Reviewed by Christine Frayling

One Summer in Venice
by Nicky Pellegrino
Published by Orion (Hachette)
ISBN  9781409159452

The Storyteller, with Diane Setterfield at WORD Christchurch, Saturday 30 August

It was something of a spur-of-the-moment decision to attend Diane
Setterfield‘s talk at the WORD festival. I had previously read The
Thirteenth Tale and absolutely adored it, then picked up Bellman and
Black, which had a different sort of feel − evocative and rich, but
with slower pacing. This proved to be an excellent decision, for Diane
Setterfield was an absolute delight to listen to.WORD-Web-Event-STORYTELLER

Diane Setterfield (right) is an English author, whose 2006 debut novel became a
New York Times No 1 bestseller and was beloved by readers and book clubs
everywhere. She was joined on the stage by Nicky Pellegrino, herself a
fine writer, who lead the questions with a cheeky smile and candid good humour.

Pellegrino opened the discussion with the topic of storytelling in
general, during which we learned that Setterfield’s earlier days had
contained strong elements of oral story-tellings − including bawdy jokes
− as well as the classics. She seemed a humble sort, modest of her own
successes but with quirky, witty answers to many of the questions that
were posed to her.

I was especially taken by her descriptions of stories 200px-Thirteenthtale− comparing them with a natural phenomenon, something that can only be created by special and unusual people − and the final realisation that maybe anyone could do it, as long as they read and enjoy reading. When she decided that she wanted to become an author, she gave up her day job − with no clear inkling of the tale she wanted to tell − and began to write. It took five years to write The Thirteenth Tale, during which
the complicated plot, with its many twists and turns, almost lead her to give up on it. We are all the more fortunate for her perseverence.

Her lyrical, evocative prose can be in some ways attributed to her
earlier career as a translator of literature − from English to French
and French to English. Translation, she explains, really helps you
realise what words are actually important and how the sentences are
structured. It is something that any author can benefit from, as long as
they have a knack for languages.

She also spoke of books as “shy creatures”, especially in the early days
of writing − hiding when you get near the keyboard and needing to be
ignored until they manage to take roots and grow. This is one of the
most eloquent, and whimsical, metaphors I have heard to describe the
writing process and, as a writer myself, I would have to say that it is

It was when we moved on to the topic of her second book, bellman and blackBellman and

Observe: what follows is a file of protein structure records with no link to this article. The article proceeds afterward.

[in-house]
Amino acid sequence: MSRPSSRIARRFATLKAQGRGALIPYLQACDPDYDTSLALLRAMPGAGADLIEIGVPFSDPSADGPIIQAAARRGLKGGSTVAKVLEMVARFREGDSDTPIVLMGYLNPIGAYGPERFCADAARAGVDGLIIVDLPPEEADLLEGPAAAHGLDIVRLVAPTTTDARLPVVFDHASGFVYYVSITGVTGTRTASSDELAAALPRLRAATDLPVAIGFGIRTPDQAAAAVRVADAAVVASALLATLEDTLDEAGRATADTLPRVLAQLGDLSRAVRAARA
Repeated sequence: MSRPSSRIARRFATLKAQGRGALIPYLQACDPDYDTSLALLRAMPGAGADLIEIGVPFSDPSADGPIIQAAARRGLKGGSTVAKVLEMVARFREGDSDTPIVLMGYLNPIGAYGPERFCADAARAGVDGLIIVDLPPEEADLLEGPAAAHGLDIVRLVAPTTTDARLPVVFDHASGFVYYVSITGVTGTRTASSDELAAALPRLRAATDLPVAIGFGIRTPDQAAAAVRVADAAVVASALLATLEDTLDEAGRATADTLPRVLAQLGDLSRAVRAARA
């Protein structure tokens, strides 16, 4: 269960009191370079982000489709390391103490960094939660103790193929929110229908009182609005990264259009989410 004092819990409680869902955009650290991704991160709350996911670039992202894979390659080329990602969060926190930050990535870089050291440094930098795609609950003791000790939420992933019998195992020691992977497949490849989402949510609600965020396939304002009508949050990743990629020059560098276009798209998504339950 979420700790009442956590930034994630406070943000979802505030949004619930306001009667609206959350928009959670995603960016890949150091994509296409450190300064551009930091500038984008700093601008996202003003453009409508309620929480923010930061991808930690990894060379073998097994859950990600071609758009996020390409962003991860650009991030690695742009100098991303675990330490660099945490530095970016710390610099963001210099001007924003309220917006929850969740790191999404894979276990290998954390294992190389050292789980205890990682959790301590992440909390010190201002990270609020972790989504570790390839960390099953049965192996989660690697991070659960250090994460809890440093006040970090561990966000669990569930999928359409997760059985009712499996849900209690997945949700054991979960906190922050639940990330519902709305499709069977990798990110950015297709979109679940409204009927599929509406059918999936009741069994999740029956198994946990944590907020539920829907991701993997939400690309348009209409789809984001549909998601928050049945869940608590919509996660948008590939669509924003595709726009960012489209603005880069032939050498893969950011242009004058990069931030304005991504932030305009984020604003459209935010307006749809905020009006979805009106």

Black, that the topic of death came up in their conversation. Death is prevalent in both her novels – but in the first book most of the characters dying are old and/or mad, whereas in the second there is a
great deal more tragedy involved. Death, she explains, isn’t nice, but it is really interesting. Especially when children learn of the concept of death, until that stage they are “like little gods, living as though
they are immortal…” It was this idea, and William Bellman, that lead her to write this gothic ghost story, exploring also the powerful combination of death and retail in the Victorian era (when the mourning period lasted years rather than days).

When asked if she was Margaret, the writer in The Thirteenth Tale she
informed us that she was not, but she could have been and nor was she
Mrs Winters (the elderly lady with the secret) but that she had it in
her to be.  When she wrote her first book, she wrote it first and
foremost for herself − because otherwise what would be the point? − and
also aimed to write something her mother would like. Thankfully she
suceeded, and exceeded, on all counts.

Diane Setterfield was a pleasure to listen to, with her whimsical views
on writing, and life in general, this was truly a worthwhile experience.

by Angela Oliver, writer, artist, reviewer and reporter for Booksllers NZ

Diane is on this Sunday 31 August at 4pm, in Beyond the Veil: Historical Ghost Stories

Book review: When in Rome by Nicky Pellegrino

This book is in bookstores now.

Over time I have heard many good comments about Nicky Pellegrino’s novels, and when people said they got an urge to travel and eat as they flicked through the pages of her books, I never really understood it… until I laid my hands on one myself. You really do gain an appetite for international food and an urge to pack your bags and travel to beautiful places that some can only dream of (or like me just close your eyes and you’re there).

When in Rome is set in Trastevere, Rome in the 1950’s. Serafina, the eldest of three sisters, spends her days caring for her siblings. Together they sing at the Piazza to busk for change and flick through magazines as the girls listen to the Mario Lanza records they secretly play over and over while their mother is out at work.

When Serafina discovers Mario is coming to town to be in a movie, her and her sister head out to meet him. Standing at the train station Serafina’s sister is ready to preform for Mario and his family; using this opportunity as an attempt to become famous herself she is left disappointed when an influx of people makes this an impossible task.

In search of Mario the girls find out where he is staying and upon arrival at his hotel, Serafina manages to get up to his suite in an attempt to make Mario hear her sister sing. But with a twist of fate she is offered a job working for the Lanza family as their Governess, which leaves her sister disappointed once again.

From here the story leads into detail of Serafina’s journey as she lives and works for the Lanza family, and slowly begins falling for Pepe the chef. With a mix of facts and fiction of Mario Lanza’s life, this is an enjoyable and emotional tale of love, food, passion and the battle to be a star.

Truly a book that keeps you hanging on and wanting more. I will certainly be heading out to buy one of Nicky Pellegrino’s previous books as I wait for the release of her next novel and make a trip to see her on her current book tour through New Zealand.

Reviewed by Jessica Moore

When in Rome
by Nicky Pellegrino
Published by Orion
ISBN 9781409133773

Winner of a copy of When in Rome by Nicky Pellegrino
Thanks to our generous friends at Hachette, we had 
a copy of When in Rome to give away. We took entries on this blog post and chose a winner using
Congratulations to our winner… Margo. We’ve emailed you to chat about how to send out the book.